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Draper: Most Big Bucks on the Feed

Rut Reporter David Draper grew up hunting deer and small game throughout this region and presently lives on a family farm in Nebraska. Draper, former communications specialist for Cabela’s and an authority on the Great Plains, subsists on a diet of duck breast and venison. States covered: ND, SD, NE and KS.

Overall Activity Status: Although we’re definitely fast to the post-rut phase of the year, not all is quiet on the Great Plains right now. There are still a few sporadic reports of rut-like behavior being observed by hunters who are working to fill a late-season tag, but by and large, the big bucks that have shown themselves seem to be more content on recovery than rutting. Some hunters are reporting large groups of does coming together as deer start to yard up for the winter. From southeastern Kansas, Clete Frazell checked in to say a buddy had killed a good deer there on Monday. “The buck was hanging with a group of 7 does. They all came to feed on corn together.”

Fighting/Rub/Scrape making: You’d be hard-pressed to find a buck on the Great Plains that has either the energy or the inclination to pick a fight. Same goes for rubbing, scraping and other rut-related behavior, as the deer tend to be keying on high-protein food sources in the face of a long winter.

Chasing: One of the few bright spots I have heard came from Brad Lines, who ate his Nebraska rifle tag, then traveled to Kansas to tag this trophy last week. “Whitetails and mule deer were still very actively rutting in Kansas November 30-December 2. On Nov 30, I shot this whitetail that was glued to a hot doe all morning. He tried to tend her a couple times, but she wouldn’t stand. I saw several other whitetails and mule deer doing the same thing during the course of the hunt. ”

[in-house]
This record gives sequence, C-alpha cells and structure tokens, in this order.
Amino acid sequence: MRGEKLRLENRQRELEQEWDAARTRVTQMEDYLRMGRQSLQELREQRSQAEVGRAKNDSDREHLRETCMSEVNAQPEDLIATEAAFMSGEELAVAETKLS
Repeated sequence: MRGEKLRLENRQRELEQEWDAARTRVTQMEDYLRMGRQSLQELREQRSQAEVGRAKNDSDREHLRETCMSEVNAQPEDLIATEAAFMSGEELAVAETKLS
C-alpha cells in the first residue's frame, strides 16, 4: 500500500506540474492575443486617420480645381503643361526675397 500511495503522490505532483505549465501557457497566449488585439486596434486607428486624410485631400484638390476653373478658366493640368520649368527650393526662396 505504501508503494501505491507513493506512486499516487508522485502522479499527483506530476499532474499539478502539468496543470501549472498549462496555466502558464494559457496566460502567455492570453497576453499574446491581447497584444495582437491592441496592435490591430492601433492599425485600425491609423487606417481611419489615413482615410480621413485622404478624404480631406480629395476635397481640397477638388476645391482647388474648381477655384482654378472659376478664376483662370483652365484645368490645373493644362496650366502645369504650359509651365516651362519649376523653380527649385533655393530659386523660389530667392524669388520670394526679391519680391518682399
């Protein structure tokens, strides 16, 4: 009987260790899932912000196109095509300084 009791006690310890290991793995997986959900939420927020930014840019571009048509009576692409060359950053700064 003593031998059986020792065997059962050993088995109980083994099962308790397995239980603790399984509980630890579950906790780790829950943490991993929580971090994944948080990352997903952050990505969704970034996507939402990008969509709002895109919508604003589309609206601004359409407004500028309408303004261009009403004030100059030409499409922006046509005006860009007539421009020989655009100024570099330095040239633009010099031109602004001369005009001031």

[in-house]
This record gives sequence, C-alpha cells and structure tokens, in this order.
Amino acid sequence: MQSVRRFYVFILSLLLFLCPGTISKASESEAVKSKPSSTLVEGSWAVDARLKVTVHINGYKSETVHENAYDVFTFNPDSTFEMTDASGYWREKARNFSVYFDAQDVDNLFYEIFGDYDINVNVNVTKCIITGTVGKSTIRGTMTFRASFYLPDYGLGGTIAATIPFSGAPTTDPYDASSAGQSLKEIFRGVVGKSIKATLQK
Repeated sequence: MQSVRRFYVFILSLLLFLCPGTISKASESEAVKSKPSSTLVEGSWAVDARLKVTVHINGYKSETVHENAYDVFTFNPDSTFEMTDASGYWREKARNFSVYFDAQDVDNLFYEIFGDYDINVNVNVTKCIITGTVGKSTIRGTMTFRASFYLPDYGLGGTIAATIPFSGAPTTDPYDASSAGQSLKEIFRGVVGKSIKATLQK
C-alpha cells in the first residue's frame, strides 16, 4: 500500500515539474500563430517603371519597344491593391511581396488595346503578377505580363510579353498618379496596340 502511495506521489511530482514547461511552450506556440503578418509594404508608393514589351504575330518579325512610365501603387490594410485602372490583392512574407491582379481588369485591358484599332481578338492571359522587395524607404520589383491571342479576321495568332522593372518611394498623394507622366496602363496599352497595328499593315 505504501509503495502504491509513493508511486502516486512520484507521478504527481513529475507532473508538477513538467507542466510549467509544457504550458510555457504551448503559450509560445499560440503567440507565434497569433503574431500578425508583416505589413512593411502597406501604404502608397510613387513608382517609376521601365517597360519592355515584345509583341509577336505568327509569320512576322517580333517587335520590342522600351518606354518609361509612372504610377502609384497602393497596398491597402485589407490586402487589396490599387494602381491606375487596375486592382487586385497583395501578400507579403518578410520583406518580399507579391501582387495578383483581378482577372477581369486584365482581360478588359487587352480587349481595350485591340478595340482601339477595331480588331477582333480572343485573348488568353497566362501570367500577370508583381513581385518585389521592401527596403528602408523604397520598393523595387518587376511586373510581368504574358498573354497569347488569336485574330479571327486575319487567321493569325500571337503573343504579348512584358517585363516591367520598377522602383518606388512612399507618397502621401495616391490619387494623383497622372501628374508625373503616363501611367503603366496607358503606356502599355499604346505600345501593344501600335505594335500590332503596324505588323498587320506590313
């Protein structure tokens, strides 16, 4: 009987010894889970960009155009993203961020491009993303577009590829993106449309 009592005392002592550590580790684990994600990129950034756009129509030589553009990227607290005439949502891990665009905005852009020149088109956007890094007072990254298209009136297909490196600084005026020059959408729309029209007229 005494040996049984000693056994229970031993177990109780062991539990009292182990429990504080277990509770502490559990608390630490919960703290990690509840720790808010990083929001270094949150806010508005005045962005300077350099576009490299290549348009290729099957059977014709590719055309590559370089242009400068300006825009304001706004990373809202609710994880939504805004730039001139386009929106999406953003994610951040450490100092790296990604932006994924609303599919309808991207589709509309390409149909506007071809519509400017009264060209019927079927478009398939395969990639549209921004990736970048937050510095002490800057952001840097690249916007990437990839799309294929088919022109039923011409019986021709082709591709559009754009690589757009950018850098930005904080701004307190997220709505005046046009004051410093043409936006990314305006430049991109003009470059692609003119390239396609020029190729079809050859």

Daytime Movement: A cold front earlier in the week that brought sub-freezing temperatures and snow to the region seems to have prodded deer onto their feet at all times during the day. Hunters reported seeing several bucks and does, all with one thing on their mind – food.

Estrous signs: Other than Brad Lines’ hunt in Kansas, not much has been reported in the way of estrous activity. Lines did report seeing a buck dogging hot mule deer doe the day after he shot his Kansas trophy. “My buddy shot a 6x8 mulie on December 1 in the 190” class that was super rutty. Directly before the shot, the does busted us and started to “bounce” off, but the buck was still glued to a hot doe; he even saw us and went right back to chasing her. There seemed to be a lot of does that were cycling later than usual there.”

X Factor: Just because the rut is over doesn’t mean there aren’t deer up and moving. Our Kansas die-hard Nathan Oehlert has still been out hunting and reports seeing several large bucks, all of them on the feed. This predictable pattern is a great time of year to take a big buck that survived the onslaught of hunters that were out in November. Get out now and you’ll probably have the fields to yourself.

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